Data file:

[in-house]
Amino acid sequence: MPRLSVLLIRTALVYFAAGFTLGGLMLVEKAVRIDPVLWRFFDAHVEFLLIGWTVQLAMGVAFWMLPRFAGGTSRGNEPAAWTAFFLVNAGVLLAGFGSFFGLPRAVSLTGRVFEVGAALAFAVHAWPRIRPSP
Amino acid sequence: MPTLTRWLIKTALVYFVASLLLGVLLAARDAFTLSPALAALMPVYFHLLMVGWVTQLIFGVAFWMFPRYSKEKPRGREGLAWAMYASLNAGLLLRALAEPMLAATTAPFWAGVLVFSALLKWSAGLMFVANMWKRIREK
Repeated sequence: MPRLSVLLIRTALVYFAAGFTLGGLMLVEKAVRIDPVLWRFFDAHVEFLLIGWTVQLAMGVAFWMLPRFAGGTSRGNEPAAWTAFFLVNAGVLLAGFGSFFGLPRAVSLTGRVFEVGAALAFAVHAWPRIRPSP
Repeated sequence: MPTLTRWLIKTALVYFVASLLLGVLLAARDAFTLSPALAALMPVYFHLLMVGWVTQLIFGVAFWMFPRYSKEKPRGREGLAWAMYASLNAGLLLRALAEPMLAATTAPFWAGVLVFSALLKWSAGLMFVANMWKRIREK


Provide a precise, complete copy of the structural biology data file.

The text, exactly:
[in-house]
Amino acid sequence: MPRLSVLLIRTALVYFAAGFTLGGLMLVEKAVRIDPVLWRFFDAHVEFLLIGWTVQLAMGVAFWMLPRFAGGTSRGNEPAAWTAFFLVNAGVLLAGFGSFFGLPRAVSLTGRVFEVGAALAFAVHAWPRIRPSP
Amino acid sequence: MPTLTRWLIKTALVYFVASLLLGVLLAARDAFTLSPALAALMPVYFHLLMVGWVTQLIFGVAFWMFPRYSKEKPRGREGLAWAMYASLNAGLLLRALAEPMLAATTAPFWAGVLVFSALLKWSAGLMFVANMWKRIREK
Repeated sequence: MPRLSVLLIRTALVYFAAGFTLGGLMLVEKAVRIDPVLWRFFDAHVEFLLIGWTVQLAMGVAFWMLPRFAGGTSRGNEPAAWTAFFLVNAGVLLAGFGSFFGLPRAVSLTGRVFEVGAALAFAVHAWPRIRPSP
Repeated sequence: MPTLTRWLIKTALVYFVASLLLGVLLAARDAFTLSPALAALMPVYFHLLMVGWVTQLIFGVAFWMFPRYSKEKPRGREGLAWAMYASLNAGLLLRALAEPMLAATTAPFWAGVLVFSALLKWSAGLMFVANMWKRIREK